Sunglasses, check! SPF, check! Flip flops, check! Medicine kit... Not sure what to pack in your medicine kit for your summer holidays? Fear not, your tick list is here! At London Doctors Clinic, we're seeing lots of patients preparing to pack their bags for their summer holiday adventures, many of whom are asking our private doctors: "which medicines do I need to take?"

Pharmacies abroad may not be as reliable as at home, and if you're travelling to a country where you're not familiar with the language, you might really struggle to communicate your problem. Have you ever had to mime having a tummy bug to a Spanish pharmacist?! Well, if you pack everything on our travel kit list, you shouldn't have to...


1. Painkillers

Paracetamol is a good painkiller to take for headaches (and any other aches!) and fever, because it is relatively safe, with few side effects. Ibuprofen, which can be bought over-the-counter and comes in gel and tablet form, is good for inflammation and pain, but can only be used with or after food. Aspirin (300mg) is also good for pain; it can be gargled when dissolved in water to treat a sore throat. However, it must not be given to children under the age of 16. 



Learn more about all three painkillers, in our article "Ask The Pharmacist: Which Painkiller Would You Recommend?".


2. Diarrhoea Relief 

Oral Rehydration Salts (ORS) are extremely important to carry, in case you suffer from diarrhoea, vomiting or fever. When we suffer from any of these conditions, our bodies lose water and essential minerals, which can lead to dehydration. ORS are to be taken after each bout of diarrhoea or vomiting to avoid this! It is important to note that whilst ORS are very useful for dehydration, they do not actually treat the underlying cause of diarrhoea, vomiting or fever.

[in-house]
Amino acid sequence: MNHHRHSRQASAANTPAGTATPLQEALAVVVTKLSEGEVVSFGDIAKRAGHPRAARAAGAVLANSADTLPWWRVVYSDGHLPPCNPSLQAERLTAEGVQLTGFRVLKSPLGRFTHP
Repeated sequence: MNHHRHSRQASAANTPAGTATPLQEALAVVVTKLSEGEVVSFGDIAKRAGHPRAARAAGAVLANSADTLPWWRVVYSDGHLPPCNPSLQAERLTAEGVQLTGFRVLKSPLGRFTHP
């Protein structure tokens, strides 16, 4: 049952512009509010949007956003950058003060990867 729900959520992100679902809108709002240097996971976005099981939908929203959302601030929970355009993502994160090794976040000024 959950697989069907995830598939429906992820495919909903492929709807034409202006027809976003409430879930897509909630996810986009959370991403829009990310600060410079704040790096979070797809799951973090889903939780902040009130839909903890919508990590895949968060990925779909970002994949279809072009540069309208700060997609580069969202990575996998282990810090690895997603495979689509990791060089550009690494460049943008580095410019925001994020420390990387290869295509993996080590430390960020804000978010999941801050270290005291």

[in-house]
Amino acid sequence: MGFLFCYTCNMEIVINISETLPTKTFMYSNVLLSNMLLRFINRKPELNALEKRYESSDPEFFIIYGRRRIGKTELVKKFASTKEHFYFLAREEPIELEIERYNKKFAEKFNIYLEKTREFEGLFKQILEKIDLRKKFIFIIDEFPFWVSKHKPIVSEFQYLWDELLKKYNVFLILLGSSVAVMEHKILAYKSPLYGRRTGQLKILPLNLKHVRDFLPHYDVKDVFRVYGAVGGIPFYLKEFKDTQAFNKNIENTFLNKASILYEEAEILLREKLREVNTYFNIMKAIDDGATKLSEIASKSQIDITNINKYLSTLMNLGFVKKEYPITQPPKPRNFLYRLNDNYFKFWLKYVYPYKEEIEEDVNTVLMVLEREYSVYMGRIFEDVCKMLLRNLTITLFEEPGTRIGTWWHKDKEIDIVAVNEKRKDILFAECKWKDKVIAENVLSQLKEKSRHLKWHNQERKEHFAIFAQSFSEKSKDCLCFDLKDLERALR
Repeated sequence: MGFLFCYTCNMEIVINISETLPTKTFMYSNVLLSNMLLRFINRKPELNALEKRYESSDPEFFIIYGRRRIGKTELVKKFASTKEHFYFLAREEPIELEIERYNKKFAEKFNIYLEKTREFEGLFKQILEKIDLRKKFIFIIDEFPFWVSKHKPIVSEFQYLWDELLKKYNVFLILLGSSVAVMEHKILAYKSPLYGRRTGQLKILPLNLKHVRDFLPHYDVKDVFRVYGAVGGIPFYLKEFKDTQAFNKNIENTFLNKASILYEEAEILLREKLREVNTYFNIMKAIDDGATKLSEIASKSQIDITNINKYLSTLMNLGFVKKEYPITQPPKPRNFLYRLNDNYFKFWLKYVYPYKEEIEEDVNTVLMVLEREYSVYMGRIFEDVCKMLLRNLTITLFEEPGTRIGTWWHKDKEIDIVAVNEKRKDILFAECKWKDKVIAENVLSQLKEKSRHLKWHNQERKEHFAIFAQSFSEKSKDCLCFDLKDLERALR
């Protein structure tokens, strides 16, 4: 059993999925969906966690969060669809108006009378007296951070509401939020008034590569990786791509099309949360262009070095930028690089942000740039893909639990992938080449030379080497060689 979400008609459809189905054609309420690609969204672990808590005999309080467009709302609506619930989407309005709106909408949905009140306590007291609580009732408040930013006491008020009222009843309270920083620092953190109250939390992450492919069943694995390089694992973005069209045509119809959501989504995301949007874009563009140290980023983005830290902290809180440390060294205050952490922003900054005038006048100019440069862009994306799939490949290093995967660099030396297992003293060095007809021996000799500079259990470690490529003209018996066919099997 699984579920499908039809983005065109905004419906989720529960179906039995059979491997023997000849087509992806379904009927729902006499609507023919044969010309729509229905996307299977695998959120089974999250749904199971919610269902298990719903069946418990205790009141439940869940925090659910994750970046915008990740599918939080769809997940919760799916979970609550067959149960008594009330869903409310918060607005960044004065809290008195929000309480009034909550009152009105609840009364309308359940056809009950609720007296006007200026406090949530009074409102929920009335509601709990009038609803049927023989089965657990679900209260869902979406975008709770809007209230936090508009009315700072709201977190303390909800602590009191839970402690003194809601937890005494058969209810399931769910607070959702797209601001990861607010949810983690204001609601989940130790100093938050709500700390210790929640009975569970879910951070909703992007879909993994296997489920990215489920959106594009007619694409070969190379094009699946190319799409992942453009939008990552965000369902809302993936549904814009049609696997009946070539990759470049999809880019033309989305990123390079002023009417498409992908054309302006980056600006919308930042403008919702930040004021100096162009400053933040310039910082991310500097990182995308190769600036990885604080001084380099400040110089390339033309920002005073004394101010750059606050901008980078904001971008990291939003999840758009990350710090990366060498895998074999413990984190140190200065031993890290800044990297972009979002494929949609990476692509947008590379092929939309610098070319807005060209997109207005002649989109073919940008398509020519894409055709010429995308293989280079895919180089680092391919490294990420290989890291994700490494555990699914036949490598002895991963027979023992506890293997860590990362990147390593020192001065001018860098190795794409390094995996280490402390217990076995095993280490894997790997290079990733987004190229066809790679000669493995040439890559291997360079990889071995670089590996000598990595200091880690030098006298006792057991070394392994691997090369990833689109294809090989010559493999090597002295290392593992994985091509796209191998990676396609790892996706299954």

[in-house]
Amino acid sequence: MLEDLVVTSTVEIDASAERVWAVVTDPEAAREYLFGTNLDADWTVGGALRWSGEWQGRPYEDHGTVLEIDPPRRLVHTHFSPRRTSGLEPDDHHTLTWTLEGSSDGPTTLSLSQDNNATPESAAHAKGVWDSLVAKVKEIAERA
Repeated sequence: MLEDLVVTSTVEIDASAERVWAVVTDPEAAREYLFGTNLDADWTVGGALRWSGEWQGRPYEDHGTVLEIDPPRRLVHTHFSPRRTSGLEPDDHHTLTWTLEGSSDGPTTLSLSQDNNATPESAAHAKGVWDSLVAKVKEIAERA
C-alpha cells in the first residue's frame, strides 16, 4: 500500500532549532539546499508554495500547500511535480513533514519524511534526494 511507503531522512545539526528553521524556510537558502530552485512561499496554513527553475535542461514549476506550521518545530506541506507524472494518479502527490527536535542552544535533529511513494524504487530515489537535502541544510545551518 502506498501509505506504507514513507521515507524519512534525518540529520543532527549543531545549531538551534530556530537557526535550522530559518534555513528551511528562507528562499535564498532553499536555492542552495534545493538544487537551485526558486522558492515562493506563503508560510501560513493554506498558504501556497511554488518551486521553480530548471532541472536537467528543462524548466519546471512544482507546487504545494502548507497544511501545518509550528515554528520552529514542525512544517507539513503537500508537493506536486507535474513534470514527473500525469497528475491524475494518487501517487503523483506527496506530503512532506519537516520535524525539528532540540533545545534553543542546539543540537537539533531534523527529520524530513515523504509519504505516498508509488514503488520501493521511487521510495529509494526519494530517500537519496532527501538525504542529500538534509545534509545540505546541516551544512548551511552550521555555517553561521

Loperamide is used to stop diarrhoea, which can come about for a number of reasons, including food poisoning or a stomach virus. Loperamide can quickly control the unpleasant symptoms of diarrhoea (particularly useful if you are on the go), although, again, it does not treat the underlying cause.


3. Curing Constipation

Laxatives come in a variety of forms and work in many different ways. Before taking any medicine, it is important to first determine what is causing your constipation. Drinking plenty of water, eating as much fruit and vegetables as possible and keeping active are very good ways to prevent constipation - could this be another reason to do some sightseeing?!


4. Indigestion Relief

Antacids can be used in the case of heartburn, indigestion and stomach ache, which might be caused by overindulgence - something not uncommon when you’re on holiday! These come in the form of liquid, chewable tablets or tablets that dissolve in water.


5. Travel Flu

Decongestants can help with a blocked head or nose, which can be symptoms of a cold, flu, sinusitis or hay fever.

Medicines that just have a decongestant come in the form of tablets (pseudoephedrine) and nasal spray (xylometazoline). Decongestants are also available in combination with other medicines such as paracetamol, ibuprofen and antihistamine. You can learn more about decongestants by checking out our colds and flu article


6. Managing Allergies

Antihistamines are useful for controlling minor allergic reactions to food, for allergies such as hay fever and for insect bites. 

Antihistamines such as loratidine and cetirizine are non-drowsy antihistamines that can be bought over-the-counter. Chlorphenamine is a drowsy antihistamine, so is good if your allergies are disturbing your sleep. These come in a liquid form; however, to make your packing lighter, I would recommend taking tablets, if possible. Diphenhydramine cream is an antihistamine cream which is very useful if you only need a topical treatment for bites and rashes.



 Antihistamines can be useful for controlling allergies such as hay fever


So there you have it, our top 6 essential medicines for any travel holiday!

Of course, this may need to be tailored to your destination: mosquito repellent is an absolute must for any travel hot-spot crawling with such critters, for example. Please speak to one of our private doctors (or pharmacist!) before using any of these medicines, especially if you're already taking any regular medications or have any known medical conditions - to ensure there are no contraindications to you taking these travel medicines. 

For any other pre-travel concerns, you can find our fully experienced private GPs at any of our 12 London clinic locations. Our GP surgeries are located right by key transport hubs, so we should never be too far away when you need to find a GP. Please note, however, that we don't provide any vaccinations at LDC - instead we'd recommend visiting our sister clinic, London Travel Clinic for these. 

By Dipali Khurana